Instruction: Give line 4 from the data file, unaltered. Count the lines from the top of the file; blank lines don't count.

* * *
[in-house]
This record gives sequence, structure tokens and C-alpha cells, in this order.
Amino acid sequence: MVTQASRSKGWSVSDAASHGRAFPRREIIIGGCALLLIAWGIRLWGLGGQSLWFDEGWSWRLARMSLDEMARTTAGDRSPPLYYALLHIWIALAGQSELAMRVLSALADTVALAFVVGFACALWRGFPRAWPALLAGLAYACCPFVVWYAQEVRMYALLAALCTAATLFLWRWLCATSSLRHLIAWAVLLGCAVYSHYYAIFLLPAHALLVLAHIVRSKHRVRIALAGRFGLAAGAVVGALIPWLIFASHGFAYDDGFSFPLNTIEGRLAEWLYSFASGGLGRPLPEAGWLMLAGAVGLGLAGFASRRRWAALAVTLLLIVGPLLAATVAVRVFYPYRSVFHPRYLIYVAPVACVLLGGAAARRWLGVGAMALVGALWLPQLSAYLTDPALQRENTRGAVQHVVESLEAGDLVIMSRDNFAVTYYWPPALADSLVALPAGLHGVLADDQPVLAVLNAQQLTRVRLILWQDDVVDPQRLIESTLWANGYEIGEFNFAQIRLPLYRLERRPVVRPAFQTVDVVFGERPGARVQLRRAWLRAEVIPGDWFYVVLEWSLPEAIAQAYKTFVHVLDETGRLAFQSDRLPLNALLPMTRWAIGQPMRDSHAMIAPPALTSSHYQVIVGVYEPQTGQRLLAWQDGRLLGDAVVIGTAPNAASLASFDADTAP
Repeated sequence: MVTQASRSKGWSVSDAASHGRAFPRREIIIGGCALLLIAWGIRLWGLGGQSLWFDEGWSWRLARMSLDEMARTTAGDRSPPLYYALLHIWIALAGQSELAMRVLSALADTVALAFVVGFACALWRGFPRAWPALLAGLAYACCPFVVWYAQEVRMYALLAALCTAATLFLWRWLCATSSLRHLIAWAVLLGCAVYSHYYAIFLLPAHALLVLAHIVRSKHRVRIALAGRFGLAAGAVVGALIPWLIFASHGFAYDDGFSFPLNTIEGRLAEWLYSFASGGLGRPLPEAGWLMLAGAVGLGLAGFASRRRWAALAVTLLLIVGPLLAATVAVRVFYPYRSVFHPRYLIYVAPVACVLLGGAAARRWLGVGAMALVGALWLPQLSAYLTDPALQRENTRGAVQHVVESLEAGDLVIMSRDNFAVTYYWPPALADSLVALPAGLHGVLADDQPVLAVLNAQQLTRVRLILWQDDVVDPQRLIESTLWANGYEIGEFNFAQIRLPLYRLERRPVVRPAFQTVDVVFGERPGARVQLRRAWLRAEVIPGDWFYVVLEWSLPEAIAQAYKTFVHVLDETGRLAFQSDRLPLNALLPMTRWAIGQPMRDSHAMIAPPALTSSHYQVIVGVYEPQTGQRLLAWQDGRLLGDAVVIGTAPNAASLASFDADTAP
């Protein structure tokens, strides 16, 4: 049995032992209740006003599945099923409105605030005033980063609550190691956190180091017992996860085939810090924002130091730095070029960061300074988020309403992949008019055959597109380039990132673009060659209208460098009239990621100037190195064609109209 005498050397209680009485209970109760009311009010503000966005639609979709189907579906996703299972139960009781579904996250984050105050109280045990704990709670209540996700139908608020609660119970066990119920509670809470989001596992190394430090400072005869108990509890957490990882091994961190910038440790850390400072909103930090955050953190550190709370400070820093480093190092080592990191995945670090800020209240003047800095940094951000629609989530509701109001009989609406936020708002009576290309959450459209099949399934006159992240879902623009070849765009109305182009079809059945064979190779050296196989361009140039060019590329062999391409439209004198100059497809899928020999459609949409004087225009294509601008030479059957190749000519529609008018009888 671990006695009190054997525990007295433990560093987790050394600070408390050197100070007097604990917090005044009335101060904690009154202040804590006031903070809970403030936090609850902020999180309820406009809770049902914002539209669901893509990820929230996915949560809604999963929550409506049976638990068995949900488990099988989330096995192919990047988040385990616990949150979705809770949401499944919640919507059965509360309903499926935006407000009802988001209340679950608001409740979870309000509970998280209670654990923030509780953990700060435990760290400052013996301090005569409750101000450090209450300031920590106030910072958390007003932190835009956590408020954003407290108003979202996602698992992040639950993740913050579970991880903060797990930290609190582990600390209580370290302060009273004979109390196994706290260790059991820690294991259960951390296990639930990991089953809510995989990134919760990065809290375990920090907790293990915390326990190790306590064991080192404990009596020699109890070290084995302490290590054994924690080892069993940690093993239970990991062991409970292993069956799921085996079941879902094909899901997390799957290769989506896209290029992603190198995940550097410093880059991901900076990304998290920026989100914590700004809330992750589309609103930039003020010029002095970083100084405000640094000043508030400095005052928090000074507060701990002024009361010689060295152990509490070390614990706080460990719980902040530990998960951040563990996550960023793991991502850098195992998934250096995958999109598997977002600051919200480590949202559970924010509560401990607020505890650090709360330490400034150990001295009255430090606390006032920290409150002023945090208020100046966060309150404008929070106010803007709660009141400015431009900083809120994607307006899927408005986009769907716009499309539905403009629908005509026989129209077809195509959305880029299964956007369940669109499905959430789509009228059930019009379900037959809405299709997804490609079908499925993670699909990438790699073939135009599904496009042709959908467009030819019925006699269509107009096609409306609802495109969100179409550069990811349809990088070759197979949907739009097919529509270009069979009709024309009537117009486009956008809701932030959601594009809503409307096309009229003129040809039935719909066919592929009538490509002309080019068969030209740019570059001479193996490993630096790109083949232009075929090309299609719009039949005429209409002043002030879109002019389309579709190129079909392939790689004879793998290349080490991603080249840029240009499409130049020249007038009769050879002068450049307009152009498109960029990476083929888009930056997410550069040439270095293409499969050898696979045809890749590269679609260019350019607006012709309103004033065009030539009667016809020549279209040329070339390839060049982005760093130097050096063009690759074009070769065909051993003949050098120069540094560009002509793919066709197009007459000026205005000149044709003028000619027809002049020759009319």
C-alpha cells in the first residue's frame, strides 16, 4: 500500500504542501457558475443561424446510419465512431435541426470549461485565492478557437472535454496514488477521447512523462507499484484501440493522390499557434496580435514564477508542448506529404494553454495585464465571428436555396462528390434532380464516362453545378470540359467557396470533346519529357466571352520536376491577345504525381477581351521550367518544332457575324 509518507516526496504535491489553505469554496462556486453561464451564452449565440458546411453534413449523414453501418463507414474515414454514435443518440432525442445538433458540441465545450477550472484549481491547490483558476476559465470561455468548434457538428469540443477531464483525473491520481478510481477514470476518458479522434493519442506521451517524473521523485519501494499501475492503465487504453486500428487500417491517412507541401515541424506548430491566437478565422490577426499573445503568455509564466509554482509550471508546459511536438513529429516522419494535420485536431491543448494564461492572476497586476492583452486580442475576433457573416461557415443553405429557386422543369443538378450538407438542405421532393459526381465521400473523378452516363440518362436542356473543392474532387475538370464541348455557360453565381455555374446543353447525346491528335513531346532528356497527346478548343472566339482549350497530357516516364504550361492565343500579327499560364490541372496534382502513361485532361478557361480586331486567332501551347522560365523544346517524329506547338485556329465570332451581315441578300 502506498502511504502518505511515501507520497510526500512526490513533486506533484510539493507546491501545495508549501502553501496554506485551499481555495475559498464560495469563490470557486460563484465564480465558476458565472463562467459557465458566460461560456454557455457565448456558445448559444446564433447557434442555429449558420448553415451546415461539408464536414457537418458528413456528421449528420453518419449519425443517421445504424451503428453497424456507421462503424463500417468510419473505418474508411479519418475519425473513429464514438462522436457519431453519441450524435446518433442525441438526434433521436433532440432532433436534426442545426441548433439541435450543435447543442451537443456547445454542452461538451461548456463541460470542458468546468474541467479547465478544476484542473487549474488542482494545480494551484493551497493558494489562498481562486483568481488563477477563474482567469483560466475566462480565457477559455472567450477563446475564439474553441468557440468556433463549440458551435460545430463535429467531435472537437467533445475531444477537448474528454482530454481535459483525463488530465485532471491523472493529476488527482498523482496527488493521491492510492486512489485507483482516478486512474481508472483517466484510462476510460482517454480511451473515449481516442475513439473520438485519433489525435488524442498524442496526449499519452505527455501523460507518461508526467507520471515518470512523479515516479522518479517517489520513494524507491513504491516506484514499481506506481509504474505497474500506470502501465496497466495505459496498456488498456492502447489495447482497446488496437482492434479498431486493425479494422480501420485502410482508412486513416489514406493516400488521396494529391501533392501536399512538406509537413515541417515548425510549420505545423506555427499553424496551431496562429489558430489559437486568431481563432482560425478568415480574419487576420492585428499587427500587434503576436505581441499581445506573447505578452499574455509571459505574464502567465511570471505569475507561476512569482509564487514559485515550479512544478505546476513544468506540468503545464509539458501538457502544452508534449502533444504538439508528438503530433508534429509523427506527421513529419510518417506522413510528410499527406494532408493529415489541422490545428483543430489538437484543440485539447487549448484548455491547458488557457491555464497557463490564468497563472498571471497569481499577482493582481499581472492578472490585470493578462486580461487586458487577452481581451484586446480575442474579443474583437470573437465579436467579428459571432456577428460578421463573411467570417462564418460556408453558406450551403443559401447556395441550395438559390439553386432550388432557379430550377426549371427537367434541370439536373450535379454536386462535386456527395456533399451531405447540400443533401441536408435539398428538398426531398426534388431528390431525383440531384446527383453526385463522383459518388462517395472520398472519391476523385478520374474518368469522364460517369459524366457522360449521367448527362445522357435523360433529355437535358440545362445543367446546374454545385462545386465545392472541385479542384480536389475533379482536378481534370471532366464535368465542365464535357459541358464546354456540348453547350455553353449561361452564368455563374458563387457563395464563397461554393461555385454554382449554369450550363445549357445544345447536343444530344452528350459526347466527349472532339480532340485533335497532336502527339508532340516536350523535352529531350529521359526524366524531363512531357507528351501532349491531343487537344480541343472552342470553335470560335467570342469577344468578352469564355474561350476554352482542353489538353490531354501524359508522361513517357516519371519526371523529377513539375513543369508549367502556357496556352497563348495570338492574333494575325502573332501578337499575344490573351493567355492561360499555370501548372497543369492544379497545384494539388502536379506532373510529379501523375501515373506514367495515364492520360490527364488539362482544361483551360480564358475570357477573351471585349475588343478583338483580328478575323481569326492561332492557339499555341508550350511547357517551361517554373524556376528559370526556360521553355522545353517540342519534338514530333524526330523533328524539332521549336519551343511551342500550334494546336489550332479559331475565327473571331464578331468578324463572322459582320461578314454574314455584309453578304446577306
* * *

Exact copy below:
Repeated sequence: MVTQASRSKGWSVSDAASHGRAFPRREIIIGGCALLLIAWGIRLWGLGGQSLWFDEGWSWRLARMSLDEMARTTAGDRSPPLYYALLHIWIALAGQSELAMRVLSALADTVALAFVVGFACALWRGFPRAWPALLAGLAYACCPFVVWYAQEVRMYALLAALCTAATLFLWRWLCATSSLRHLIAWAVLLGCAVYSHYYAIFLLPAHALLVLAHIVRSKHRVRIALAGRFGLAAGAVVGALIPWLIFASHGFAYDDGFSFPLNTIEGRLAEWLYSFASGGLGRPLPEAGWLMLAGAVGLGLAGFASRRRWAALAVTLLLIVGPLLAATVAVRVFYPYRSVFHPRYLIYVAPVACVLLGGAAARRWLGVGAMALVGALWLPQLSAYLTDPALQRENTRGAVQHVVESLEAGDLVIMSRDNFAVTYYWPPALADSLVALPAGLHGVLADDQPVLAVLNAQQLTRVRLILWQDDVVDPQRLIESTLWANGYEIGEFNFAQIRLPLYRLERRPVVRPAFQTVDVVFGERPGARVQLRRAWLRAEVIPGDWFYVVLEWSLPEAIAQAYKTFVHVLDETGRLAFQSDRLPLNALLPMTRWAIGQPMRDSHAMIAPPALTSSHYQVIVGVYEPQTGQRLLAWQDGRLLGDAVVIGTAPNAASLASFDADTAP